09:30 AM

Setting a well-being vision for the year with good intentions

The holidays can provide a chance to relax and reflect, but at the same time, exercise and healthy habits may take a hit. The new year brings an opportunity to take a fresh look at issues you may have been wrestling with and a chance to tackle them for a new start. 

“When creating a well-being vision, it’s helpful for people to think ‘who do I want to be?’ in the new year,” said Tina Thornton, a registered nurse and associate vice president of wellbeing and safety at Nationwide, which makes mental health, employee assistance and financial wellness programs a priority for its associates. 

“Setting intentions that are personal to you and not based on external pressures will make you more likely to succeed and stick with it. Think of your intentions as the action or behavior you will engage in to meet your vision.” 

Thornton has the following advice to share with those looking to take a fresh look at their well-being vision this year: 

  • Record your vision: Write down your vision(s) to give them more weight. Once you put them on paper, your idea becomes more concrete and valuable, not just a vague wish.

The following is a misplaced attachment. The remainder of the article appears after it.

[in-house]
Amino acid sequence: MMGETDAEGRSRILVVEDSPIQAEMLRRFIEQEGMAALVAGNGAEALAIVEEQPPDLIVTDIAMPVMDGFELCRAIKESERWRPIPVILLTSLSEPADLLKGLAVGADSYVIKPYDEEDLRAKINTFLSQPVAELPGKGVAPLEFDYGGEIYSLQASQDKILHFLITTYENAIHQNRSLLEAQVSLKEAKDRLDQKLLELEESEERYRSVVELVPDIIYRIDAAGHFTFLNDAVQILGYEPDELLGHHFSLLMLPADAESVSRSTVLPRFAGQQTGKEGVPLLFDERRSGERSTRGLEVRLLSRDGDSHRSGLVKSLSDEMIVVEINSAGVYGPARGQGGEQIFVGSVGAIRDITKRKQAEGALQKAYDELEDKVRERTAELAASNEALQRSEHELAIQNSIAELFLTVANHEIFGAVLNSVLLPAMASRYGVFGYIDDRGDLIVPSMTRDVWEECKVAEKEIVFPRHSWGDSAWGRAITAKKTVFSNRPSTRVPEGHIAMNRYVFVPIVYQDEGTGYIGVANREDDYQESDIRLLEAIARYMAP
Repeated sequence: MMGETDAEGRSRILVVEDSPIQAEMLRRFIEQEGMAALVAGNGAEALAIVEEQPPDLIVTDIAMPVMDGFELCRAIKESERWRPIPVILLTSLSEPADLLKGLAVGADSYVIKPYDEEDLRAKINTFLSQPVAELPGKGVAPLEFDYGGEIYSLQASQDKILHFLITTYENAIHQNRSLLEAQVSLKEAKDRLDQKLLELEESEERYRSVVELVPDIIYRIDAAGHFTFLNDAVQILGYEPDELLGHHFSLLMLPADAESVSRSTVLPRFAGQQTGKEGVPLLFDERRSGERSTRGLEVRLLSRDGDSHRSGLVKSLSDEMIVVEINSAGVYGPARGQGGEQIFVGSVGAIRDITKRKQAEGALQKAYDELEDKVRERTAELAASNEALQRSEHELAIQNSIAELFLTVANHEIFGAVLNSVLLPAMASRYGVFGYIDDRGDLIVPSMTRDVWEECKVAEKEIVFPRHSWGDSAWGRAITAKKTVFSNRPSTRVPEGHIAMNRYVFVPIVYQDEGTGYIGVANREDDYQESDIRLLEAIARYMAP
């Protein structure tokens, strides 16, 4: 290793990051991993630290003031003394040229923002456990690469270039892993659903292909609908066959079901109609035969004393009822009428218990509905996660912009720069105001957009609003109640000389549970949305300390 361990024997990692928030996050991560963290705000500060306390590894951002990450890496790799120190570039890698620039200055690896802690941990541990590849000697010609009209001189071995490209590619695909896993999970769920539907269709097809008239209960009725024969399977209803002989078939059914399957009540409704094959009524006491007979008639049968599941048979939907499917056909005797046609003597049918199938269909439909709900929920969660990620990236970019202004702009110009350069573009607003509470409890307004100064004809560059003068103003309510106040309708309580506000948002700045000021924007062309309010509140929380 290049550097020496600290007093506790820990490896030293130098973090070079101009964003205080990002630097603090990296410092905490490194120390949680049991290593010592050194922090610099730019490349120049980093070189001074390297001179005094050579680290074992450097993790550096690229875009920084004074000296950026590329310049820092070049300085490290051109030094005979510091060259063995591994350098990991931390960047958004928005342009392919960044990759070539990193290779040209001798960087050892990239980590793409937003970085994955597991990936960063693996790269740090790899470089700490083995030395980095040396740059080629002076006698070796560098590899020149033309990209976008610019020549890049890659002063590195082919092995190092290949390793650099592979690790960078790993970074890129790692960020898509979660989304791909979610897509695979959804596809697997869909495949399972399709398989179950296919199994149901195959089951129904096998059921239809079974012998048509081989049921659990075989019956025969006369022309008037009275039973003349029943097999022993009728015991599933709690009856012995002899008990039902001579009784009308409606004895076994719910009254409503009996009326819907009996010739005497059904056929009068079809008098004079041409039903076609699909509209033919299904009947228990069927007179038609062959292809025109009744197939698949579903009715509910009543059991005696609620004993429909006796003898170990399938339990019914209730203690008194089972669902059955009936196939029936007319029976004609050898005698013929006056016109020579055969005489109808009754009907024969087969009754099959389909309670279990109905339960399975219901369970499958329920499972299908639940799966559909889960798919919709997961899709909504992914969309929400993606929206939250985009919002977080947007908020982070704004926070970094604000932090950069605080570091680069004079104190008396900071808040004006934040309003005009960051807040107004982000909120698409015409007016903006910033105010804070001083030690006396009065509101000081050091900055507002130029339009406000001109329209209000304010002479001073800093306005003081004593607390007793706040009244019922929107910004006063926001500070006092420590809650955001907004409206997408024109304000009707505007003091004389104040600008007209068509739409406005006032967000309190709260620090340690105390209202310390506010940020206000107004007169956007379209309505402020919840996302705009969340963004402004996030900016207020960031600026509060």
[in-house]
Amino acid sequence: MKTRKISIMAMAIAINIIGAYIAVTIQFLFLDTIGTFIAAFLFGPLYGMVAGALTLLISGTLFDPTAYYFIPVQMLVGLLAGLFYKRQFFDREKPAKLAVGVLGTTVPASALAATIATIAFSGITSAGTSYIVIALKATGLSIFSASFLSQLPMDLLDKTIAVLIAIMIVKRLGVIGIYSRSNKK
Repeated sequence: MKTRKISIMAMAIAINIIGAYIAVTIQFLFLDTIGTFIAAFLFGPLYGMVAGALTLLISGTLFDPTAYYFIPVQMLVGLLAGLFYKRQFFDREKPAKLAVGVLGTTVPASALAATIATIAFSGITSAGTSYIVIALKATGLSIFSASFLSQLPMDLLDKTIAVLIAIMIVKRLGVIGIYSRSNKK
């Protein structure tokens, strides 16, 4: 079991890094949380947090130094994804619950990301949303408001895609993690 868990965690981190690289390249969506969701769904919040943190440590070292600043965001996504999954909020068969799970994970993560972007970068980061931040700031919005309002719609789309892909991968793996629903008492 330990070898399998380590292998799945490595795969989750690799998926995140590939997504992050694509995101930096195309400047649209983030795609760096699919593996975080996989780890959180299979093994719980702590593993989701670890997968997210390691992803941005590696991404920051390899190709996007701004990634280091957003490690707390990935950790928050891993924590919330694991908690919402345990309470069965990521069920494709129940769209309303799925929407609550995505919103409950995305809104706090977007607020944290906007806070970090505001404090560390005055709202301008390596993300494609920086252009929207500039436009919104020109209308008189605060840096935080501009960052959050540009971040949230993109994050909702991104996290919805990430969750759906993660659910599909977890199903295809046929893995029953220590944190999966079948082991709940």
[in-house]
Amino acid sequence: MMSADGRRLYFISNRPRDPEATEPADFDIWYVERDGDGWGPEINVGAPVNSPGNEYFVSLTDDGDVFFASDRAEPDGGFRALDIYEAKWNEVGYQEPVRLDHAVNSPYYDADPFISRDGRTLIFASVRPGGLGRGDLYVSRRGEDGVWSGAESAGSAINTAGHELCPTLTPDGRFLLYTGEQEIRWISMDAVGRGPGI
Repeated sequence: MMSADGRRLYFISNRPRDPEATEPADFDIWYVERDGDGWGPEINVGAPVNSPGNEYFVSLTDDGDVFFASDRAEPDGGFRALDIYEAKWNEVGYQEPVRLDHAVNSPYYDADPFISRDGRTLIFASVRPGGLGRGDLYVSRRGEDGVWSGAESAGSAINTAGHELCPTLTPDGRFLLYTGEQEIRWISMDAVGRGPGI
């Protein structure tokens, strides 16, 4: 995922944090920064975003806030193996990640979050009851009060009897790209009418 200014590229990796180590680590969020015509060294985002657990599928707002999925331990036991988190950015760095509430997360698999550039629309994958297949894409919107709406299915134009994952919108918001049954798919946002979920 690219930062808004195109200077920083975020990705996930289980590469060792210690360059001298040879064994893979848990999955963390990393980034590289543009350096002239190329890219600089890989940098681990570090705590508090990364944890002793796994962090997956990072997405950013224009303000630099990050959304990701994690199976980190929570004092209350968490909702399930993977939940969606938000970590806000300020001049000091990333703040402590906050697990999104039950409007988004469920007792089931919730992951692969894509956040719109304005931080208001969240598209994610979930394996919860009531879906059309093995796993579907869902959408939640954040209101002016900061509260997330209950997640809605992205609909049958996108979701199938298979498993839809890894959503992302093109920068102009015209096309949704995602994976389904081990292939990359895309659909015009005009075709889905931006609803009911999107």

• Make a plan: You need a clear strategy to achieve your goal. Write down the actions you will take to make the change you want in your life. For instance, if you want to exercise more, specify how you will do it. 
  • Set reminders: Leaving notes for yourself in places you often see can help you reinforce your goal. Small and subtle cues can keep your goal always in view.
  • Be sensible: Don’t aim for something that is too hard or painful to accomplish. Rather than saying, “My goal is to run a four-minute mile,” try joining a running group and running four times a week. 
  • Think long-term: Some common goals (like losing weight, exercising more and getting out of debt) take more than a few days or weeks to achieve. They require careful planning. 
  • Forgive yourself: Don’t be too strict with yourself when pursuing your goal. Everyone makes mistakes, so you have to accept that setbacks will happen in any meaningful goal. 
  • Check emotional responses and become resilient: Practice mindfulness, meditation or breathing exercises to help calm you down as you transition back into your daily routine. 
  • Care for your physical being: Explore an eating or movement style that feels right for you and where you are right now.
  • Create connections: Join a club, a group or a community that shares your interests and values. 
  • Find more fun: Engage in hobbies and passions that make you happy and fulfilled. 

“I recommend taking advantage of resources your employer offers in addition to community resources,” Thornton says. “Many companies, including Nationwide, offer employee resource groups, employee assistance and health programs and financial education that help reach your goals and connect with others. Find out what’s available and get started!”